• Mercedes Benstock

Guilty by association?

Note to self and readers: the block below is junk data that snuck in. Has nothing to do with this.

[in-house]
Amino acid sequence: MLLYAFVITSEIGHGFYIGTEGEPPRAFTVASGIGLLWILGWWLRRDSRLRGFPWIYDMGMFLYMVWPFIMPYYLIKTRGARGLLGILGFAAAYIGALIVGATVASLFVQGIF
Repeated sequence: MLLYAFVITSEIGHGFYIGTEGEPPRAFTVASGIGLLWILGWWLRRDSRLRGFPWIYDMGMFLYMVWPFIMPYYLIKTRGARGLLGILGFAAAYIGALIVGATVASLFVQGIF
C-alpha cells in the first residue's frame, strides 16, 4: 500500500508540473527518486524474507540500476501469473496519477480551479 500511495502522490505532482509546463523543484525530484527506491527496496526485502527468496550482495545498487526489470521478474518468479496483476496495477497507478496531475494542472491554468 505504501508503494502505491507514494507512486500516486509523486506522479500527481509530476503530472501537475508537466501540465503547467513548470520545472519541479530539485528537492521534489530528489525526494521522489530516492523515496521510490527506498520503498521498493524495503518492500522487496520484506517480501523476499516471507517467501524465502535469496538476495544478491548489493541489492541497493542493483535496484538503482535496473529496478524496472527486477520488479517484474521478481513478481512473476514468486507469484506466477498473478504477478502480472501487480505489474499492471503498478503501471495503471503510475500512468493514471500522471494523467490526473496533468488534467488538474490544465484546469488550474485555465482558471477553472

Yesterday I was tweeting, when all of a sudden I asked my self: if your friends define you. The older and wiser I become, I realize that the people you surround yourself with, defines the person that you are (at least from an outside perspective). Derived from the title: Guilty by association. I guess this first became clear to me, my freshman year of college when I became friends with a girl that everyone disliked. I’m someone whose friendly to everyone until you screw me over. So I gave her the time of day and given she was always nice to me, I was always nice to her in return. Later looking back at this alleged friendship, I realize that it was more of a “partying thing,” than a “friendship” thing. I can name every club we went to on a daily basis during the summer of 2010, but yet I don’t know what her major was, or what High School she went to. Rumors would go around about what a “bitch” this girl was, and soon enough we both got labeled “bitches”. Within about 6-8 months of the school year starting, l I saw who she truly was as a person, and sadly but surly the rest of my grade-were right. But although our friendship died, my association and reputation didn’t. I’ve even gotten told before by multiple people that because I was friends with this certain someone, they presumed that I was the same person that they were (aka a huge bitch). Which wasn’t the case? As they say “never judge a book by its cover”. Well, in this situation we can familiarize the fact that even the contents page of the “book” didn’t look bitchy to me. But after a few months went by, I got to learn who the person really was and we later parted ways. P-a-r-t-i-n-g our friendship instead of partying our friendship. Years later and entering into my senior year of college this August, I can admit that closing this door of friendship almost three years ago, has opened up plenty of others. While I can’t quite say I have the best reputation for choosing friends or boyfriends for that matter, what I can say is that each friendship teaches me something different. Personally I would never want someone to prejudge who I am, based off of who my friends are. Not because they are bad in any which way or form, but just because we are each individuals. I think it’s important to get to know someones character before assuming who they might be, or assuming that they are just like their friends in every which way possible. When I asked other people this question, most parents said yes. Which I guess makes sense now that I think about it, because when we were each younger, no parent wanted their kid hanging out with the class rebel, or the class slut? Why? Because you would be guilty by association and if the class rebels doing drugs, you probably would be doing drugs also. I suppose it’s a controversial question, with many different answers. So then aside from asking elder generations I also decided to ask some of my closest guy friends, who of course each had very different answers from one another. One said that if he first met a girl, who was surrounded by a group of girls conveying a certain appearance-he would assume that she was just like them. While another said that he would’t judge a girl based off of who she was friends with because “then again whose opinions do you care about other than your friends.” Girls on the other hand openly admitted to judging people by who they were friends with. “Obviously if Stacy is a bitch, then Maggie is also” simply because the two of them are best friends. (names have been changed) and then it ties in with-if you don’t like Stacy you obviously wouldn’t like Maggie or wouldn’t like to like Maggie just because she is friends with someone you hate. It’s a very confusing world we live in-but at the end of the day, weather we like it or not, we are always going to be judged by someone out there.